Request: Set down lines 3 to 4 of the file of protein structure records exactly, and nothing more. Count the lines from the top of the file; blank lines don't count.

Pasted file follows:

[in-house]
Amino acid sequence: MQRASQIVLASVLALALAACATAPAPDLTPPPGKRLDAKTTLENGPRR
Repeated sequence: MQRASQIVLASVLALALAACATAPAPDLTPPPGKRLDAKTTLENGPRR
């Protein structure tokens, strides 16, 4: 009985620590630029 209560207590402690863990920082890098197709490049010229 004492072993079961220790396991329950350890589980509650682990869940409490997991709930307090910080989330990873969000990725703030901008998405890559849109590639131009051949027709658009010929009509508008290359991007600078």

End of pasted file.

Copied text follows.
Repeated sequence: MQRASQIVLASVLALALAACATAPAPDLTPPPGKRLDAKTTLENGPRR
């Protein structure tokens, strides 16, 4: 009985620590630029 209560207590402690863990920082890098197709490049010229 004492072993079961220790396991329950350890589980509650682990869940409490997991709930307090910080989330990873969000990725703030901008998405890559849109590639131009051949027709658009010929009509508008290359991007600078």